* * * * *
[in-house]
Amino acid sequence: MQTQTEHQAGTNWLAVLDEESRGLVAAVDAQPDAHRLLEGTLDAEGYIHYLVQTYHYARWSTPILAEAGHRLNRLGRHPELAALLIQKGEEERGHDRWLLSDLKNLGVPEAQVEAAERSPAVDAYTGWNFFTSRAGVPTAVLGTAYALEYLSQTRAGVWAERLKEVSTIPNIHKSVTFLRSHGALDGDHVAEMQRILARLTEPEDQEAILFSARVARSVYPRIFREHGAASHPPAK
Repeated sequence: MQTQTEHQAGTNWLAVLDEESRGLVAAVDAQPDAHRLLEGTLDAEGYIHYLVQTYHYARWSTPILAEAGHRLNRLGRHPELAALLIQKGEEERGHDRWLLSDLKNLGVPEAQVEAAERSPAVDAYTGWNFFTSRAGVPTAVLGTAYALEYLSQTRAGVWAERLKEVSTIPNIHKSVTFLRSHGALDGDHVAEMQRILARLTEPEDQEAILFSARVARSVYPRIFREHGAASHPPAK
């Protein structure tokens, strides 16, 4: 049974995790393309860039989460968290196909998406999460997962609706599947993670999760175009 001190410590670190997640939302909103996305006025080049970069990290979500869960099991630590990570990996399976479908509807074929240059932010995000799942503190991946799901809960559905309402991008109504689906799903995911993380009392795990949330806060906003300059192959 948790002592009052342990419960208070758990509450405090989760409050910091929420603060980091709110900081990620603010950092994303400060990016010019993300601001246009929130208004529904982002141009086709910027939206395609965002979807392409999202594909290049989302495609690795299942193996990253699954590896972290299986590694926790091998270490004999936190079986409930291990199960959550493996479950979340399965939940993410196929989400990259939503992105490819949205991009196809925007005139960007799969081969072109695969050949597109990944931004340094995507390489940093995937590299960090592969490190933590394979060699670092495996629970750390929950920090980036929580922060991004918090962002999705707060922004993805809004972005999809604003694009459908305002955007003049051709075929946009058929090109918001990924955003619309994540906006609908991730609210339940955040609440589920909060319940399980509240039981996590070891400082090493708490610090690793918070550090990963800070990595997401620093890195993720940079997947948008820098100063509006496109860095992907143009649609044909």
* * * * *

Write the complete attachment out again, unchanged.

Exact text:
[in-house]
Amino acid sequence: MQTQTEHQAGTNWLAVLDEESRGLVAAVDAQPDAHRLLEGTLDAEGYIHYLVQTYHYARWSTPILAEAGHRLNRLGRHPELAALLIQKGEEERGHDRWLLSDLKNLGVPEAQVEAAERSPAVDAYTGWNFFTSRAGVPTAVLGTAYALEYLSQTRAGVWAERLKEVSTIPNIHKSVTFLRSHGALDGDHVAEMQRILARLTEPEDQEAILFSARVARSVYPRIFREHGAASHPPAK
Repeated sequence: MQTQTEHQAGTNWLAVLDEESRGLVAAVDAQPDAHRLLEGTLDAEGYIHYLVQTYHYARWSTPILAEAGHRLNRLGRHPELAALLIQKGEEERGHDRWLLSDLKNLGVPEAQVEAAERSPAVDAYTGWNFFTSRAGVPTAVLGTAYALEYLSQTRAGVWAERLKEVSTIPNIHKSVTFLRSHGALDGDHVAEMQRILARLTEPEDQEAILFSARVARSVYPRIFREHGAASHPPAK
């Protein structure tokens, strides 16, 4: 049974995790393309860039989460968290196909998406999460997962609706599947993670999760175009 001190410590670190997640939302909103996305006025080049970069990290979500869960099991630590990570990996399976479908509807074929240059932010995000799942503190991946799901809960559905309402991008109504689906799903995911993380009392795990949330806060906003300059192959 948790002592009052342990419960208070758990509450405090989760409050910091929420603060980091709110900081990620603010950092994303400060990016010019993300601001246009929130208004529904982002141009086709910027939206395609965002979807392409999202594909290049989302495609690795299942193996990253699954590896972290299986590694926790091998270490004999936190079986409930291990199960959550493996479950979340399965939940993410196929989400990259939503992105490819949205991009196809925007005139960007799969081969072109695969050949597109990944931004340094995507390489940093995937590299960090592969490190933590394979060699670092495996629970750390929950920090980036929580922060991004918090962002999705707060922004993805809004972005999809604003694009459908305002955007003049051709075929946009058929090109918001990924955003619309994540906006609908991730609210339940955040609440589920909060319940399980509240039981996590070891400082090493708490610090690793918070550090990963800070990595997401620093890195993720940079997947948008820098100063509006496109860095992907143009649609044909």